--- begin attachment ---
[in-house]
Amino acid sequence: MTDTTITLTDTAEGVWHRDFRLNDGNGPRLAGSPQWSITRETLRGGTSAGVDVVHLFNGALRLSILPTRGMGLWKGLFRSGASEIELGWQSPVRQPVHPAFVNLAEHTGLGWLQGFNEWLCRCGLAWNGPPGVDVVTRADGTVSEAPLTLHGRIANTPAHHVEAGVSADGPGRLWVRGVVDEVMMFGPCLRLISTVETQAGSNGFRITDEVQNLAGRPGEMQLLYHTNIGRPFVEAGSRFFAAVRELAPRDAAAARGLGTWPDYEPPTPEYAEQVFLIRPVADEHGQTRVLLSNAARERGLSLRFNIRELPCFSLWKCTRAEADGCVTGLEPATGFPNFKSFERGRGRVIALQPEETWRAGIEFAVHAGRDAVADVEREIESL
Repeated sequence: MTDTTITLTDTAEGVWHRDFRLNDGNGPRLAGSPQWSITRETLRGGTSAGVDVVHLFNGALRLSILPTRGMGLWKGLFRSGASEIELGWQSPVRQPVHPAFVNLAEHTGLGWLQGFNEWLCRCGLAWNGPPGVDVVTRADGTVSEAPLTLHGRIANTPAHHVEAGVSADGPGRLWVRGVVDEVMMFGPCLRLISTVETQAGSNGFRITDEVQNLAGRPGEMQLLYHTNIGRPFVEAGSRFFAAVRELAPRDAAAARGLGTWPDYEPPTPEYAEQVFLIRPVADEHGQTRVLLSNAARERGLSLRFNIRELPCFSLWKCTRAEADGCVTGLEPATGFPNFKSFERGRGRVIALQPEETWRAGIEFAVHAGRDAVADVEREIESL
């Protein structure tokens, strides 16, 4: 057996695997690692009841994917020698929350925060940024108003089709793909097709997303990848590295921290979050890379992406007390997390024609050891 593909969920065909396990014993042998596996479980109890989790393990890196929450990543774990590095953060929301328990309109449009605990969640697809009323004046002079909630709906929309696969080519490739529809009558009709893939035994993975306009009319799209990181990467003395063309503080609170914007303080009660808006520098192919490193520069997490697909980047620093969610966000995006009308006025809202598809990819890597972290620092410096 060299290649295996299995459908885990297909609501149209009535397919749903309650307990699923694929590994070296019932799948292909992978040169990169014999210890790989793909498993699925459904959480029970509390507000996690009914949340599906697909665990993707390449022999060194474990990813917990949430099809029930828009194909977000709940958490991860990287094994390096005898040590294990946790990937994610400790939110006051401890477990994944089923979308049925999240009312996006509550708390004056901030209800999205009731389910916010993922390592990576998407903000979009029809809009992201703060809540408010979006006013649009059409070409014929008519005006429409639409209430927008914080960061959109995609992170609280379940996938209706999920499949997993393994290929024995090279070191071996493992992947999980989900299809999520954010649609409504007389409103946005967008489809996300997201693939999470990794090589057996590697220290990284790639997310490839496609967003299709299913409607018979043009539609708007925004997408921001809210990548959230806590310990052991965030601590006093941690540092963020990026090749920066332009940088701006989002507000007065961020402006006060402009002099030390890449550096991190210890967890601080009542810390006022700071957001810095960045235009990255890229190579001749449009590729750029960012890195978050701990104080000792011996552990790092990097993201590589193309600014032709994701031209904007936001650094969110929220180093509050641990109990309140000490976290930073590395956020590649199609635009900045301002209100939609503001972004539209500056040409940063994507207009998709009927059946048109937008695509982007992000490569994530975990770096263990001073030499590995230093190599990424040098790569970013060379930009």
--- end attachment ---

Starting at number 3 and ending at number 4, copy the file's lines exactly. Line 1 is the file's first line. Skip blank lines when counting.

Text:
Repeated sequence: MTDTTITLTDTAEGVWHRDFRLNDGNGPRLAGSPQWSITRETLRGGTSAGVDVVHLFNGALRLSILPTRGMGLWKGLFRSGASEIELGWQSPVRQPVHPAFVNLAEHTGLGWLQGFNEWLCRCGLAWNGPPGVDVVTRADGTVSEAPLTLHGRIANTPAHHVEAGVSADGPGRLWVRGVVDEVMMFGPCLRLISTVETQAGSNGFRITDEVQNLAGRPGEMQLLYHTNIGRPFVEAGSRFFAAVRELAPRDAAAARGLGTWPDYEPPTPEYAEQVFLIRPVADEHGQTRVLLSNAARERGLSLRFNIRELPCFSLWKCTRAEADGCVTGLEPATGFPNFKSFERGRGRVIALQPEETWRAGIEFAVHAGRDAVADVEREIESL
């Protein structure tokens, strides 16, 4: 057996695997690692009841994917020698929350925060940024108003089709793909097709997303990848590295921290979050890379992406007390997390024609050891 593909969920065909396990014993042998596996479980109890989790393990890196929450990543774990590095953060929301328990309109449009605990969640697809009323004046002079909630709906929309696969080519490739529809009558009709893939035994993975306009009319799209990181990467003395063309503080609170914007303080009660808006520098192919490193520069997490697909980047620093969610966000995006009308006025809202598809990819890597972290620092410096 060299290649295996299995459908885990297909609501149209009535397919749903309650307990699923694929590994070296019932799948292909992978040169990169014999210890790989793909498993699925459904959480029970509390507000996690009914949340599906697909665990993707390449022999060194474990990813917990949430099809029930828009194909977000709940958490991860990287094994390096005898040590294990946790990937994610400790939110006051401890477990994944089923979308049925999240009312996006509550708390004056901030209800999205009731389910916010993922390592990576998407903000979009029809809009992201703060809540408010979006006013649009059409070409014929008519005006429409639409209430927008914080960061959109995609992170609280379940996938209706999920499949997993393994290929024995090279070191071996493992992947999980989900299809999520954010649609409504007389409103946005967008489809996300997201693939999470990794090589057996590697220290990284790639997310490839496609967003299709299913409607018979043009539609708007925004997408921001809210990548959230806590310990052991965030601590006093941690540092963020990026090749920066332009940088701006989002507000007065961020402006006060402009002099030390890449550096991190210890967890601080009542810390006022700071957001810095960045235009990255890229190579001749449009590729750029960012890195978050701990104080000792011996552990790092990097993201590589193309600014032709994701031209904007936001650094969110929220180093509050641990109990309140000490976290930073590395956020590649199609635009900045301002209100939609503001972004539209500056040409940063994507207009998709009927059946048109937008695509982007992000490569994530975990770096263990001073030499590995230093190599990424040098790569970013060379930009």